Clara Presser, and Marcia McMullen
uring the 2004 growing season, field surveys were conducted
in North Dakota
by the NDSU Extension Service to identify pest presence and agronomic
production factors in small grain and oilseed crops. Carrington Research
staff members Clara Presser, summer IPM crop scout, and Greg
Endres, area extension
specialist/cropping systems conducted the surveys in 346 fields in 12
south-central counties (Burleigh, Dickey, Eddy, Emmons, Foster, Kidder, LaMoure, Logan, McIntosh, Sheridan, Stutsman, and Wells).
Across North Dakota,
the survey was coordinated by Marcia McMullen and
Carl Bradley, plant pathologists;
Phil Glogoza, entomologist; and Duane Berglund. Use of the survey data includes
grower and ag industry
education, support for labeling of crop protection products, and supporting
research and extension programs.
The small grain survey was conducted in south-central
from early June to early August primarily for leaf and head diseases. The 227
surveyed fields included 169 wheat and 58 barley fields. Diseases included in
the survey were bacterial leaf blight, barley yellow dwarf, black chaff, Cephalasporum stripe, dwarf bunt, ergot, rust (leaf, stem,
and stripe), scab (Fusarium head blight), Septoria,
smut (flag and loose), spot blotch, tan spot, and wheat streak mosaic. As an
example of generated data, the figure below illustrates scab severity across North Dakota. The survey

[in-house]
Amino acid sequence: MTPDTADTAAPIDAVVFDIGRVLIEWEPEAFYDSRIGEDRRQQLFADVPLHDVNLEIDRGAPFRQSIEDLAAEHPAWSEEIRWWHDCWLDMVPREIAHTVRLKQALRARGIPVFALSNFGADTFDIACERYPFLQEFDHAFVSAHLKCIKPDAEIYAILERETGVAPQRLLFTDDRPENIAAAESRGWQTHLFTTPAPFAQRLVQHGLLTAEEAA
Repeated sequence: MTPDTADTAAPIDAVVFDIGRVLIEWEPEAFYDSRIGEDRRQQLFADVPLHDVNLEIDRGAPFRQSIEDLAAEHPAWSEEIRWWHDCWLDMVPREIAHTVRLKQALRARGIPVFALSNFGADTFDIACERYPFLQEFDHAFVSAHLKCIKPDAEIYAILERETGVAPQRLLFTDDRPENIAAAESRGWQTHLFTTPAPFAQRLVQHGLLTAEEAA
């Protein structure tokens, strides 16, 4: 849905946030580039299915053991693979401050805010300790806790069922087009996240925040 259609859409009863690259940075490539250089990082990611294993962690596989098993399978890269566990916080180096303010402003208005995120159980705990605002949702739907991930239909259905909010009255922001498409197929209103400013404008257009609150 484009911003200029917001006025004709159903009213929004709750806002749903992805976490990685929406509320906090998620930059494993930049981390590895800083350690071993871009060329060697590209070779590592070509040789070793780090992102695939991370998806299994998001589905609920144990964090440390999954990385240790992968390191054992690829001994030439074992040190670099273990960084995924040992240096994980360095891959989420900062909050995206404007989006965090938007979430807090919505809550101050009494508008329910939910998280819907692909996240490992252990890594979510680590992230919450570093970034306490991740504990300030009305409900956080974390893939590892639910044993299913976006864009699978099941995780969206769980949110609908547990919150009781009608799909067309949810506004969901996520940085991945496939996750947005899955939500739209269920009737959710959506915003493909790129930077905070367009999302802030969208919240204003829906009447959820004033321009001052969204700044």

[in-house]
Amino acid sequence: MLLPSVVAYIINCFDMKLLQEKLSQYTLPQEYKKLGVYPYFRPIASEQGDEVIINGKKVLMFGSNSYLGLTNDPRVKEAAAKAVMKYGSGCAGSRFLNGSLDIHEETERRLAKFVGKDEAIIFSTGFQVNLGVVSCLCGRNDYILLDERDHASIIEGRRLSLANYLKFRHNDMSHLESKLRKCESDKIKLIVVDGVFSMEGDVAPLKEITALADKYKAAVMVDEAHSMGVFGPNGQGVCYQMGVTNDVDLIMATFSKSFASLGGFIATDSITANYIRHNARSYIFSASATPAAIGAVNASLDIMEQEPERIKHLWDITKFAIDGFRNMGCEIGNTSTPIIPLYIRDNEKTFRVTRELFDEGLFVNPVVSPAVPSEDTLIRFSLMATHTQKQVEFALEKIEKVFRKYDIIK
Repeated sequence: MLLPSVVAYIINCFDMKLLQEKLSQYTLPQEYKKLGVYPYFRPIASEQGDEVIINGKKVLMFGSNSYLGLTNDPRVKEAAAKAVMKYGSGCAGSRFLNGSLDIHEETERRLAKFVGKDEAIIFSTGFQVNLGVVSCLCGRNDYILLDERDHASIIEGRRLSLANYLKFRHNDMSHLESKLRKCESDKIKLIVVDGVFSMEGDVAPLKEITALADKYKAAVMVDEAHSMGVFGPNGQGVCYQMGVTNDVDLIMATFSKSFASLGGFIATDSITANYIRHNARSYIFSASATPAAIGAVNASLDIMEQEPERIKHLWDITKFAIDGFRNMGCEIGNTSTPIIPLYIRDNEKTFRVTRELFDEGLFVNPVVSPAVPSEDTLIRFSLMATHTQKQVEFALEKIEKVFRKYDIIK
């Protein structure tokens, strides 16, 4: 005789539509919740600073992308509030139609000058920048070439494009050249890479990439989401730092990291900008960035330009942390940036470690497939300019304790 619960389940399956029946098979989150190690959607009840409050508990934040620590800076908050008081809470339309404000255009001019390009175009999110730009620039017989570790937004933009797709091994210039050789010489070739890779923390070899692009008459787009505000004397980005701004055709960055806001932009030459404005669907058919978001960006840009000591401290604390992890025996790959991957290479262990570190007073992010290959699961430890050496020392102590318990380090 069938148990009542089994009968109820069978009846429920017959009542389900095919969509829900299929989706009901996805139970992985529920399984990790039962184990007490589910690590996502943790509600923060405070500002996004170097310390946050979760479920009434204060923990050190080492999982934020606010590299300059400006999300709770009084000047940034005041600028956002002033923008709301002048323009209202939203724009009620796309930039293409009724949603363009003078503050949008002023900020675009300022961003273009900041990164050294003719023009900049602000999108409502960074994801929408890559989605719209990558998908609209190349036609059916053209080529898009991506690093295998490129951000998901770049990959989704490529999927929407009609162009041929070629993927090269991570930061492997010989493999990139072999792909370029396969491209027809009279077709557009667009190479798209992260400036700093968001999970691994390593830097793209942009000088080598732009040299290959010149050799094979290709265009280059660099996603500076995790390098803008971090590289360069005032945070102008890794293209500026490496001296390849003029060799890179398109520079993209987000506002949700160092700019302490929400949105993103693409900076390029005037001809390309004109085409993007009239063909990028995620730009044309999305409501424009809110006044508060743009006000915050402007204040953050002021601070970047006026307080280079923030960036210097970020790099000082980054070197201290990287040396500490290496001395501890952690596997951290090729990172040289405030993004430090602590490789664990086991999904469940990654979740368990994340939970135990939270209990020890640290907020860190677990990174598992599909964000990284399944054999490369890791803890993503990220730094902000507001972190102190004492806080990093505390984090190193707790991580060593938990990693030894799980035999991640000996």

insect list included aphids, cereal leaf beetle, grasshoppers, and thrips (barley).
survey conducted in south-central ND included 69 fields visited during early
July to mid August to inspect plants for downy mildew, sunflower beetle, and
seed weevil. Downy mildew was commonly
found in the region as illustrated in the figure below.
The canola survey was conducted during August 9-11 in
15 swathed fields in Stutsman, Foster, Eddy, Wells, and Sheridan counties. The fields were inspected
for the presence of Sclerotinia stem rot (white mold), blackleg, aster yellows,
and Alternaria. White mold was detected in 67% (10)
of surveyed fields, but field incidence was low (2-12% of plants infected).
Blackleg was found in 60% (9) of the surveyed fields, but with low plant
incidence. In addition, the fields were surveyed for flea beetles and
fields were surveyed in Eddy, Foster, Stutsman, LaMoure,
and Dickey counties during mid-summer (July 26 to August 5) and again in
September. Notes taken included yield estimates, prominent yield limiting
factors, plant population, row spacing, tillage system, root nodulation, and
presence of weed species, diseases (root, stem and foliar), and soybean
aphid. Also, a follow-up telephone
survey was conducted by extension agents to gather additional production data
from farmers whose fields were visited. Limited data has been compiled at the
time of this report.
Maps displaying summaries of survey results by crop and pest
are available at the following website: http://www.ag.ndsu.nodak.edu/aginfo/ndipm/.
Survey details may be obtained by contacting the Carrington Center.
Clara Presser, crop scout, surveying insect populations.